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  • Provenance

    Faggionato Fine Arts, London
    Private Collection, Europe

  • Exhibited

    London, Faggionato Fine Arts, Bailey’s Democracy: Photographs by David Bailey, 14 December 2005–27 January 2006

  • Literature

    D. Morris, David Bailey - Bailey's Democracy, Göttingen: Steidl, 2006

  • Catalogue Essay

    David Bailey’s project ‘Democracy’ is concerned with nakedness, the concept of which excited him – people directly exposed with no clever lighting or sheen of make-up. He had, he claimed, no wish to contribute more images to the canon of the classical or traditional nude: “All that worrying about poncy lighting, making people look like landscapes or rocks … If I wanted to photograph a fucking rock, I’d photograph a fucking rock.” He is loath to admit it, but the idea for a body of work entitled ‘David Bailey’s Democracy’ came to him while reading Plato’s Republic. From this he conjured up the idea of a cast of characters, not posed or composed, but instead literally standing in their own skins.

    He advertised for naked models (over 100 applied), laying down a set of rules: everyone was to be photographed in the same surroundings with the same lighting, with each subject given six shots. Each volunteer was placed in front of a white backdrop under a single light, while Bailey shot them from 12 feet away. The photographer’s own platonic utopia resulted, captured by a huge camera chosen for maximum detail and frame.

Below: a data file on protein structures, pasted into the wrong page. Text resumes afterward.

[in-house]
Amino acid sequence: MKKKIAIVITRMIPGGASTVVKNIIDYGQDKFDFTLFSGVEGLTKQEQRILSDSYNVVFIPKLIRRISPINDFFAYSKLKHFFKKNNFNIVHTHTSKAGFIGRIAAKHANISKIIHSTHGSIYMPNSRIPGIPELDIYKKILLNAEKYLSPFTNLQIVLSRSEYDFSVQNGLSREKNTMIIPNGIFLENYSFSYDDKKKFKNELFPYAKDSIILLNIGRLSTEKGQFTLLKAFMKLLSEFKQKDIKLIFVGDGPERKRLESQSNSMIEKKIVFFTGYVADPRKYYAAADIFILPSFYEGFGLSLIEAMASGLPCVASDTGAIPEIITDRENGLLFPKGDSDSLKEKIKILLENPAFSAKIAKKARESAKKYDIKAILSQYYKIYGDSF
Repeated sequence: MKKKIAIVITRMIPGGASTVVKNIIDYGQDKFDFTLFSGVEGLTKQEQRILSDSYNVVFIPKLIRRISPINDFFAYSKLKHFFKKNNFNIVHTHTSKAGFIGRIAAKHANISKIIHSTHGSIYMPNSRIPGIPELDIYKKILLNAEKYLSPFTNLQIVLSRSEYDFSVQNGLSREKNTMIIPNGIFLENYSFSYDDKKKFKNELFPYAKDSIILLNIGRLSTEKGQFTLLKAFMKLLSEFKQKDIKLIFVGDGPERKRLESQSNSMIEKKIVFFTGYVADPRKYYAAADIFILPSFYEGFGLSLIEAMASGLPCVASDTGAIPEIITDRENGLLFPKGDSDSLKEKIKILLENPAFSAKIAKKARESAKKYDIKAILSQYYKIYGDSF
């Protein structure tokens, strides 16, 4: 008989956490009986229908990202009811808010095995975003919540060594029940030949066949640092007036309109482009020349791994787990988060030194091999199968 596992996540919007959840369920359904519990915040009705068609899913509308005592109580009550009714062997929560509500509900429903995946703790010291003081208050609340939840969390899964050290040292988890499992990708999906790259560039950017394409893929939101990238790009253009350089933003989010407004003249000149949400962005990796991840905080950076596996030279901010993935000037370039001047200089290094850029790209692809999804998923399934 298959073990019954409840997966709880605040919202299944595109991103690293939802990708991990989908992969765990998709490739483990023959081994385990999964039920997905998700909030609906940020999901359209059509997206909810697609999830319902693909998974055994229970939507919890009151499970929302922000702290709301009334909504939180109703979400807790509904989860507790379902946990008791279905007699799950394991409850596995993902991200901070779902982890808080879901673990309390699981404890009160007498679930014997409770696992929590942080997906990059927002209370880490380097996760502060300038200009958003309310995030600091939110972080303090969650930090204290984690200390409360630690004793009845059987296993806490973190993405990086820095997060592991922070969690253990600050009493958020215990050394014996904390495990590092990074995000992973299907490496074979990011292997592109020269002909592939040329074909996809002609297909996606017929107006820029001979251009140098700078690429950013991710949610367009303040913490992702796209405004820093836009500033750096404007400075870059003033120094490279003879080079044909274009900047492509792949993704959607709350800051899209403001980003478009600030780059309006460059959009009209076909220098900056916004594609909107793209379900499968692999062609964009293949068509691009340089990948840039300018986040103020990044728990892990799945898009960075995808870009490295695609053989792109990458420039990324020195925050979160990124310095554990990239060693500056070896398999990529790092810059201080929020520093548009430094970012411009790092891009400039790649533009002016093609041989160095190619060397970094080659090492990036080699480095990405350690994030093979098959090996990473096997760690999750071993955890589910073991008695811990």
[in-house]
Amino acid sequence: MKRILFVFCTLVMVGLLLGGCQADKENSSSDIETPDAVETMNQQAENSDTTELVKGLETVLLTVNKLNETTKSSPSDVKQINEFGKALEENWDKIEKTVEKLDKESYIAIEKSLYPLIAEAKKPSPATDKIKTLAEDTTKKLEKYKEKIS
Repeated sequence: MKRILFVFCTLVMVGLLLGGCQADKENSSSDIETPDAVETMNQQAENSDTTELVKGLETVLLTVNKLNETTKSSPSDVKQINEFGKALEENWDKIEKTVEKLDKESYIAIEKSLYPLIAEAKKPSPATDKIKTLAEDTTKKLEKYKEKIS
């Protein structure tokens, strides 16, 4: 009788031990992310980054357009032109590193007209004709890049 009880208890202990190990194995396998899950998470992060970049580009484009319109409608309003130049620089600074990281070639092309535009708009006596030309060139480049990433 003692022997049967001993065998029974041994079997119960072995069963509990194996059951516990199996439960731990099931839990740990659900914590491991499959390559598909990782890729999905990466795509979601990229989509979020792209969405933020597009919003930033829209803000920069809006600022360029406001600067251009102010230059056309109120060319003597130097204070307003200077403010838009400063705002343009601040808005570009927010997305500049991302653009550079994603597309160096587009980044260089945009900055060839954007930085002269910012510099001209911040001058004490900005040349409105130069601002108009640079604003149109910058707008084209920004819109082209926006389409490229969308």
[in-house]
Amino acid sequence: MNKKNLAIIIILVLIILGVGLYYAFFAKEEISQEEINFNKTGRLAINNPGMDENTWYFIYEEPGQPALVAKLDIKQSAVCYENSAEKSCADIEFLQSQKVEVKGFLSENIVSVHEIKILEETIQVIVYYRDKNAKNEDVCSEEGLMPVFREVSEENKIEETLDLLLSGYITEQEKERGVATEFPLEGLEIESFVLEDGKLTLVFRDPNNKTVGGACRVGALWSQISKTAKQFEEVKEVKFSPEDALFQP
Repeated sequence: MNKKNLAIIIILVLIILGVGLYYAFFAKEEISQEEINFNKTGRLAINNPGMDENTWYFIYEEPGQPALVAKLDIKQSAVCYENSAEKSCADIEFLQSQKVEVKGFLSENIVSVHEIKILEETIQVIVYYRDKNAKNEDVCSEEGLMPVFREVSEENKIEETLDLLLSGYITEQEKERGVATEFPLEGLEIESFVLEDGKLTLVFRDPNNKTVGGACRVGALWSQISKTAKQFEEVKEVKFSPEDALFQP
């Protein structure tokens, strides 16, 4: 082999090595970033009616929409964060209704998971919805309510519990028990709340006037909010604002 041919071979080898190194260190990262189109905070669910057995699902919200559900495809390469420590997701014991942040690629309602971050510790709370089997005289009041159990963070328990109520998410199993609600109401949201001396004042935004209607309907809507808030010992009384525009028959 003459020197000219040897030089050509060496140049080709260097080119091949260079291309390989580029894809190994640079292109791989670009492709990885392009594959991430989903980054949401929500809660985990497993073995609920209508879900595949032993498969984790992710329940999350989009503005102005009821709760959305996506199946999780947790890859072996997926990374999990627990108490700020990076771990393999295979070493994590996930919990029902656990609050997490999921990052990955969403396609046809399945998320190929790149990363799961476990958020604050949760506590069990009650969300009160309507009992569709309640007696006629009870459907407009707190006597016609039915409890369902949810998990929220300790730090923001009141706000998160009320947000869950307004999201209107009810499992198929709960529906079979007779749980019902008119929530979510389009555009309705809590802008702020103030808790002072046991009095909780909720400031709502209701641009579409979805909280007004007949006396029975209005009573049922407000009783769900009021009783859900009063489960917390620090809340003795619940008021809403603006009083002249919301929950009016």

No one could be refused, and all ‘species’ of human applied; the key was the subject, not the photographer, and people ‘being themselves’. Thus, instead of the usual Vogue habitués, Bailey was confronted by strangers and non-celebrities. To add a final seal of individualism, he gave each sitter the freedom to entitle their image however they wished.


Amanda Johnson, Songwriter / Performer / Contortionist / Bitch / Cunt

Gelatin silver print, printed 2005.
123.3 × 99 cm (48 1/2 × 38 7/8 in)
Signed, dated ‘05’ and numbered 1/3 in pencil on the reverse of the flush-mount.

£5,000 - 7,000 ♠ †

Sold for £10,000


17 May 2012